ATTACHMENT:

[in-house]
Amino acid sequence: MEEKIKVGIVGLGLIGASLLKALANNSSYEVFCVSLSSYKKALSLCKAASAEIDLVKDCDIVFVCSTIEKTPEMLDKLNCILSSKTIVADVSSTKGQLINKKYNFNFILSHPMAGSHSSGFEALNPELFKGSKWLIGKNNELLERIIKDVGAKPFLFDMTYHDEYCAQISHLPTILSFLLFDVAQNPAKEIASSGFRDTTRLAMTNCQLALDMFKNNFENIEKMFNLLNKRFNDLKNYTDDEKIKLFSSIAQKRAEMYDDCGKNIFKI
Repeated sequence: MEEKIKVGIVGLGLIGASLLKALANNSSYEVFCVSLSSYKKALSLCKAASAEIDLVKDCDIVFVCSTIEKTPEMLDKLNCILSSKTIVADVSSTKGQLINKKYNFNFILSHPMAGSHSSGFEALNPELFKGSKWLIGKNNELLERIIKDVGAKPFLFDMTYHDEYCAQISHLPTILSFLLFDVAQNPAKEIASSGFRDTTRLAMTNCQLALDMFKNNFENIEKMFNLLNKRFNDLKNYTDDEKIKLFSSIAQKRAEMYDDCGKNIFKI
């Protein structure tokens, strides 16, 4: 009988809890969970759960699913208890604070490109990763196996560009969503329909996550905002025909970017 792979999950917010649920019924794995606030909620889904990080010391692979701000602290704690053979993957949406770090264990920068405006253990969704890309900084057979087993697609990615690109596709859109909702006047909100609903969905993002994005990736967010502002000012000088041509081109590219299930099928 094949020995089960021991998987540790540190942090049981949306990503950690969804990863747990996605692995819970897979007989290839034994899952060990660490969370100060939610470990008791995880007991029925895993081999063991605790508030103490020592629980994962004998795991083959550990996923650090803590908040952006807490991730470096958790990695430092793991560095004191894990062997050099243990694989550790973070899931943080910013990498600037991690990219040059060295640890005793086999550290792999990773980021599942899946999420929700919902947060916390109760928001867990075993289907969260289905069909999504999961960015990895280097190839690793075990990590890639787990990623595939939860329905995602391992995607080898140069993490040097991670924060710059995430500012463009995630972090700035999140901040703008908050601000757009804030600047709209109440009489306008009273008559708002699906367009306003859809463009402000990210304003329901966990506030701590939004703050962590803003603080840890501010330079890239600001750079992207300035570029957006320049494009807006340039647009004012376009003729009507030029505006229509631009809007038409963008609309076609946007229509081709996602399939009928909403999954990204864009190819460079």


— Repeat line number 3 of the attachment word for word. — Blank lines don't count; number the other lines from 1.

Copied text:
Repeated sequence: MEEKIKVGIVGLGLIGASLLKALANNSSYEVFCVSLSSYKKALSLCKAASAEIDLVKDCDIVFVCSTIEKTPEMLDKLNCILSSKTIVADVSSTKGQLINKKYNFNFILSHPMAGSHSSGFEALNPELFKGSKWLIGKNNELLERIIKDVGAKPFLFDMTYHDEYCAQISHLPTILSFLLFDVAQNPAKEIASSGFRDTTRLAMTNCQLALDMFKNNFENIEKMFNLLNKRFNDLKNYTDDEKIKLFSSIAQKRAEMYDDCGKNIFKI